America's Family

Anike Tourse wrote, directed, and stars in America’s Family, which won the 2022 Dances with Films Audience Award and Grand Jury Prize. Anike is a multimedia maker who prides herself on leading teams of predominantly women and people of color. In this piece, she talks about the parts of the production shot in Mexico — and whittling down a several-week schedule to 11 days. —M.M.

When my fellow American producer Nadia Voukitchevitch and I met for the first time with two Tijuana-based producers, we felt a combination of nerves and potential. 

Potential because the two Mexican women — Paulina Villalba and Diana Haro  — had worked on fairly big projects, including the biopic Netflix series Luis Miguel and the Gina Rodriguez thriller Miss Bala. But nerves because this would be their first time as lead producers. 

It seemed like a lot of firsts all around, being that this was my first feature, and I had never gone to film school. Whatever we lacked in experience, however, we made up for in  ganas — intense desire. 

We had interviewed other highly capable and experienced Mexican production companies, but they all came in with budgets far beyond what we could afford — $150,000 for the Mexican part of our U.S.-Mexican shooting schedule. We couldn’t fly a U.S. crew to Mexico and house them there, particularly as we were going to extremely remote areas in Oaxaca.

These areas included Afro-Mexican communities along the coast that were very significant to our story. While these communities were very warm and welcoming, I worried about how four women would handle production in towns where Mexican patriarchal culture is the strongest. But the reality was that we didn’t have much choice.  

We planned to film in Oaxaca, and then Tijuana. But before that could happen, our first task together was to figure out how to get the money into Mexico. Given our low budget, we had reassured crew members by promising to pay them in cash, in U.S. dollars. But that meant actually getting the money across the border. At one point, someone suggested that we walk across with cash taped to our bodies, which I flatly refused to do — I don’t even like walking around with a lot of cash in the U.S., much less another country.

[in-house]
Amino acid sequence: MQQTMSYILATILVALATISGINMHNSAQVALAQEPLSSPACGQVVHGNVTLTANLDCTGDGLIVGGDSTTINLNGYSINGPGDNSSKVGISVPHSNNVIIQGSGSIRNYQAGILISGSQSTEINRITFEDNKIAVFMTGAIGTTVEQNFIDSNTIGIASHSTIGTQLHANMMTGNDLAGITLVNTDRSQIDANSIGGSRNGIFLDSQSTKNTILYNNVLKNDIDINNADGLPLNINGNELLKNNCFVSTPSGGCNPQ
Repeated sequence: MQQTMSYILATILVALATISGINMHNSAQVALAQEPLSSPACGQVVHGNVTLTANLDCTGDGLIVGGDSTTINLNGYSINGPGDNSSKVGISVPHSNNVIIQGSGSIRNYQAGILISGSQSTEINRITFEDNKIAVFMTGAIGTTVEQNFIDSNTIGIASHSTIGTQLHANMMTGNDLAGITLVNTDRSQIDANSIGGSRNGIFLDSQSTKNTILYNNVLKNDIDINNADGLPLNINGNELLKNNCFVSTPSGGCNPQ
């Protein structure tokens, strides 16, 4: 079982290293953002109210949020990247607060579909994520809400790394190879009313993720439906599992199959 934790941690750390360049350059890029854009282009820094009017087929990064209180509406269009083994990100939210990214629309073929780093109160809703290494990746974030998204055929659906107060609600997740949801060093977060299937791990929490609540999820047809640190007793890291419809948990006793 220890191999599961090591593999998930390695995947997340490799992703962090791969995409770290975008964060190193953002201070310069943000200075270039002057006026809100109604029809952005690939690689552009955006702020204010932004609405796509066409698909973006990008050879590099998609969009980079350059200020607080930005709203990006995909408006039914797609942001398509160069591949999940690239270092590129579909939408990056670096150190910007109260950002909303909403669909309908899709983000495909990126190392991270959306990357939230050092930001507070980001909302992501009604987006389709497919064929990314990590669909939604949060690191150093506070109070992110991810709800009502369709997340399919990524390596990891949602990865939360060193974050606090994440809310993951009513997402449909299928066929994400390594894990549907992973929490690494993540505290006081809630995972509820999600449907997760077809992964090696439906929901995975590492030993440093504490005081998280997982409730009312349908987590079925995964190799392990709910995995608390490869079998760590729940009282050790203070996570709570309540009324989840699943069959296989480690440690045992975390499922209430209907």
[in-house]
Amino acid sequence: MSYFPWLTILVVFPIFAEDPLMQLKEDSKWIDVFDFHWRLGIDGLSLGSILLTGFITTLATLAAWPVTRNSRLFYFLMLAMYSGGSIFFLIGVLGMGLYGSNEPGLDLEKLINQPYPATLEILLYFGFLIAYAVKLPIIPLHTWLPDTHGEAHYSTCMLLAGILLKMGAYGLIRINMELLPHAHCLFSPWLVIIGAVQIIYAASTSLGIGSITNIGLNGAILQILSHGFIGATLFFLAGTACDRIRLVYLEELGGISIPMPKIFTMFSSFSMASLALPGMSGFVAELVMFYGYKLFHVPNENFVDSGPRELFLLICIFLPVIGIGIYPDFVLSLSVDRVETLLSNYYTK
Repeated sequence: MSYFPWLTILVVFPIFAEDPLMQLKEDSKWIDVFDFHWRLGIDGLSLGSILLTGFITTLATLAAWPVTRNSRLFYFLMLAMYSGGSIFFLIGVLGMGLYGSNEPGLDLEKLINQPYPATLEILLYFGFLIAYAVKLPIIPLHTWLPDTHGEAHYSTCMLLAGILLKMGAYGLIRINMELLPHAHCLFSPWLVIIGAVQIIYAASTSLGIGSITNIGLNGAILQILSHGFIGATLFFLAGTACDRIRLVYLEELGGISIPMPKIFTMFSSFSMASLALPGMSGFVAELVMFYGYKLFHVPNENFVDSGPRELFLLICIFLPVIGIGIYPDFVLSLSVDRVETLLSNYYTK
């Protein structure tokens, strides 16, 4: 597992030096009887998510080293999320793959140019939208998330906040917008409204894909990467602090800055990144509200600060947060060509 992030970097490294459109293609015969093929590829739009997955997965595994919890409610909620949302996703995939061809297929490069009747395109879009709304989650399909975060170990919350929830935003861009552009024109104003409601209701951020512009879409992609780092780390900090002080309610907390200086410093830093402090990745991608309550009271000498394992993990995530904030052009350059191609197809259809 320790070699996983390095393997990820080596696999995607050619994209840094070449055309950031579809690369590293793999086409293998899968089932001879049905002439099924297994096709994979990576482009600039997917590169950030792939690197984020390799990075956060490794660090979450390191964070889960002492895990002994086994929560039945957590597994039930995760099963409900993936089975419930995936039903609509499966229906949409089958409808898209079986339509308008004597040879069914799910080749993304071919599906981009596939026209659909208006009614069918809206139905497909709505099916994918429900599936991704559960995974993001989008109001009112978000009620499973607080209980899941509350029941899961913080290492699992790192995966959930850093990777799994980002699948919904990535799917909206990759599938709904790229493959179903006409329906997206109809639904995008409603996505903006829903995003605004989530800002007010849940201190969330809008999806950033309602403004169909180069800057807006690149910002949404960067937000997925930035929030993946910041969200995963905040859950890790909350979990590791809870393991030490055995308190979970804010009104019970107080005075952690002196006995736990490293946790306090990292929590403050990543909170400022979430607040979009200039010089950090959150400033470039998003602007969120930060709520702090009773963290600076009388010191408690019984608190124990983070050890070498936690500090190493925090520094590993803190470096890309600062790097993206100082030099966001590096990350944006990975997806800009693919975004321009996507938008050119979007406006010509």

Eventually I found myself in a long line at a Tijuana bank, which gave me plenty of time to stress about how to open an account without a Mexican address. Fortunately, we ended up with a patient and supportive banker who opened the account in my company name. I was now handling more money than I ever had before, and it took a lot for me to trust my new team with it. Looking back on it, I wonder if perhaps our non-profit executive producer felt this way about me, too. 

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Soon we headed to our first location scout and met members of a Tijuana-based crew. They knew the context and sensibility of the city’s simultaneous grit, desperation, and possibility. The border is always in flux, and given a massive increase of Central American migrants at the time of our shoot, 2018, no one needed a lesson on the timeliness of our story. But we talked in depth about what was happening for immigrants in the United States, particularly for mixed-status immigrant families.